In an abrupt about-face, the Tribeca Film Festival in New York has pulled a controversial anti-vaccination documentary a day after festival co-founder Robert De Niro publicly defended the decision to show Vaxxed: From Cover-Up to Catastrophe.
"My intent in screening this film was to provide an opportunity for conversation around an issue that is deeply personal to me and my family," De Niro said in a statement. "But after reviewing it over the past few days with the Tribeca Film Festival team and others from the scientific community, we do not believe it contributes to or furthers the discussion I had hoped for."
Vaxxed is co-written and directed by Andrew Wakefield, a former surgeon and medical researcher who published a discredited 1998 research paper that claimed that the measles, mumps and rubella (MMR) vaccine was linked to autism. Wakefield was accused of professional misconduct and falsifying information in that study, and the Lancet, the journal that ran the research, retracted the piece. The British doctor has been barred from practising medicine in the U.K.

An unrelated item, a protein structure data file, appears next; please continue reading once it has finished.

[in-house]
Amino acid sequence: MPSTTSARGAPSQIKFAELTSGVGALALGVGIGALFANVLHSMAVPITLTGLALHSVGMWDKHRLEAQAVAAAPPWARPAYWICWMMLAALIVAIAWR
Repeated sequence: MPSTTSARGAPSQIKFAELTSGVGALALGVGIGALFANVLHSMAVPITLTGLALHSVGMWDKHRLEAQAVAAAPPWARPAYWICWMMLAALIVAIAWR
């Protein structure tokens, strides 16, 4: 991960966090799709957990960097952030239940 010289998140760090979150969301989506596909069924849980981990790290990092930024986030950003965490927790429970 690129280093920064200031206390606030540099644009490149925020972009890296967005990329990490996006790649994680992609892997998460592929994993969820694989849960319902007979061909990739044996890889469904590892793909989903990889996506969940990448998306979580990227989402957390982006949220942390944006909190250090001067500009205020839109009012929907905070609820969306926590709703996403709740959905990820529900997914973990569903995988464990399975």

Anti-vaccination movement led to increase in measles, mumps
According to the Centers for Disease Control, there is no link between vaccination and autism. The anti-vaccination movement has lowered vaccination rates, which in turn has been linked to a recurrence of vaccine-preventable diseases such as measles and mumps.
De Niro and his wife, Grace Hightower, have an autistic child, and in a statement on Friday, the actor and director said he believed "it is critical that all of the issues surrounding the causes of autism be openly discussed and examined."
The reaction on Twitter, Facebook and social media platforms was intense. The decision also was criticized in the creative community, with documentary filmmaker Penny Lane (Our Nixon) writing an open letter to the festival saying that including Vaxxed threatened its credibility.
In the face of mounting outrage, De Niro said that he had become concerned about the content of the picture. "The festival doesn't seek to avoid or shy away from controversy," De Niro's statement continues. "However, we have concerns with certain things in this film that we feel prevent us from presenting it in the festival program. We have decided to remove it from our schedule."